Published Jan 09, 2015Even after being missing in action for half a decade, in the space of 12 tracks, Jazmine Sullivan shows why she's a highly underrated artist in the scene. The Philly-born and -raised singer-songwriter had moderate success in the mid 2000s off the strength of singles like "Need U Bad," "Lions, Tigers and Bears" and "Holding You Down," before taking an indefinite hiatus citing unspecified personal and professional issues. Her return suggests she couldn't stay away, and we're glad to have her back; as a songwriter with a knack for pop-friendly yet unique melodies, and as a vocalist with seemingly unlimited range, her return with Reality Show is welcome.
The project speaks to her love for the trashy, soapy "unscripted drama" medium and the meaning of love, fidelity and fame (though not necessarily in that order). The hip-hop stomp of "Dumb," featuring Meek Mill, mines themes of disloyalty while demonstrating her songwriting skills. "Brand New" borrows the swag to Nicki Minaj-esque hip-hop and "Silver Lining" rides a swing beat with introspective, aspirational lyrics, while the grimy vibe of "#HoodLove" feels fresh even given its oft-used ride-or-die theme: "That HoodLove is that good love."
"Let It Burn" leverages the After 7/Babyface late '80s slow-burner "Ready or Not" and updates it to showcase Sullivan's vocal versatility and modern sensibilities; "Veins" features her songwriting prowess and ability to deliver an ethereal, moody the Weekend-esque sound as she explores the addictive qualities of insatiable love: "The writing's on the wall/ But I can't see the word." The clear album standouts are "Mascara" and "Forever Don't Last," the latter of which is a jazzy torch song simmering with vibrant acoustics and transcendent vocals.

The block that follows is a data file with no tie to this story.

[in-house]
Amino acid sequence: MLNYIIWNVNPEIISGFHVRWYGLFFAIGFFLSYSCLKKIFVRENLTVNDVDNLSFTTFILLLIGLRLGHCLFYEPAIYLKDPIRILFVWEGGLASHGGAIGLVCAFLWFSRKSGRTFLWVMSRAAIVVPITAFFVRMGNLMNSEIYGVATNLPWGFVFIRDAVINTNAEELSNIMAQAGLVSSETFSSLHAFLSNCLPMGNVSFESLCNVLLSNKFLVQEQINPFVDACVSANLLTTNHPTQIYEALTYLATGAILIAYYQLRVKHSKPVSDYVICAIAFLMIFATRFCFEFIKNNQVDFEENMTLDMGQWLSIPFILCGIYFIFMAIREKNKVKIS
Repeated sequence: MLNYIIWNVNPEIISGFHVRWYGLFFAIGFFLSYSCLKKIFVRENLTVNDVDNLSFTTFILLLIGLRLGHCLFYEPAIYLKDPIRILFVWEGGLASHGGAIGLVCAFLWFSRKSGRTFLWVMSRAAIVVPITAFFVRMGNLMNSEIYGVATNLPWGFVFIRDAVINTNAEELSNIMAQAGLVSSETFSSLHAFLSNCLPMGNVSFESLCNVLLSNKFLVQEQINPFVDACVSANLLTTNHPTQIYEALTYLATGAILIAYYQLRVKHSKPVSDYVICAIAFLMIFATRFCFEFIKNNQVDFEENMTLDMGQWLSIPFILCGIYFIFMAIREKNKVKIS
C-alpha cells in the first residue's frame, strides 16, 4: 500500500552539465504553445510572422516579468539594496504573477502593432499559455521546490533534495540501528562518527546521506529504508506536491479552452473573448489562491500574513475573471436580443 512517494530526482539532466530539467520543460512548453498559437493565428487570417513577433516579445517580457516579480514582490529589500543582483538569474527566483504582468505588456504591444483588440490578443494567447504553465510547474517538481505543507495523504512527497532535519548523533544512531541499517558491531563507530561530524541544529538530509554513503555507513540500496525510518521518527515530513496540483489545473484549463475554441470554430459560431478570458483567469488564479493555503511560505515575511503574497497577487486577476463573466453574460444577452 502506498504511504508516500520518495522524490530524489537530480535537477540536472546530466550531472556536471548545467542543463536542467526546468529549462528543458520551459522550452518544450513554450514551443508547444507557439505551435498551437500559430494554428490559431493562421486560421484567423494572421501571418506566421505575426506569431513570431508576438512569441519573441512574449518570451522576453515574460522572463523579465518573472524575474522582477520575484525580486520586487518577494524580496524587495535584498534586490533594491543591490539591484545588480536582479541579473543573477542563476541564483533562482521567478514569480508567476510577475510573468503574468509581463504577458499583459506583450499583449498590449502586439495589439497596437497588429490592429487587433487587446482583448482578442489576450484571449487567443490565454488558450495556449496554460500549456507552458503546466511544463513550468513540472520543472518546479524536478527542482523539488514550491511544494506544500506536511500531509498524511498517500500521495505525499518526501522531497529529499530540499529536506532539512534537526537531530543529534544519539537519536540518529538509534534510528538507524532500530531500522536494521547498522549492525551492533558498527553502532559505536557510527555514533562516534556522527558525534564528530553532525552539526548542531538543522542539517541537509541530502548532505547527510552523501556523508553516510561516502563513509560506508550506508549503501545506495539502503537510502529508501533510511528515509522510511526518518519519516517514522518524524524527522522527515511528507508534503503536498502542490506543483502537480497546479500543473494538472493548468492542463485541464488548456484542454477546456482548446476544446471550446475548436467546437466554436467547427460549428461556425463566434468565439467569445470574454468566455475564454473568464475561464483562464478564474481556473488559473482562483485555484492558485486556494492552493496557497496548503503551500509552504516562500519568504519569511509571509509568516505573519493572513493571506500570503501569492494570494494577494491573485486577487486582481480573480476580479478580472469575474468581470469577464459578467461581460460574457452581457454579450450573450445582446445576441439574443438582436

The overall proceedings carry a multilayered aura of forceful restraint — production is handled by vets Anthony Bell, Salaam Remi and Key Wane — as Sullivan plays with the Reality Show theme to explore themes of authenticity from many angles: love, life, pain and all points in between. With Reality Show, Sullivan delivers an R&B album that feels like how R&B used to sound circa late 90's/early 2000 while still coming off as forward-looking. (Sony)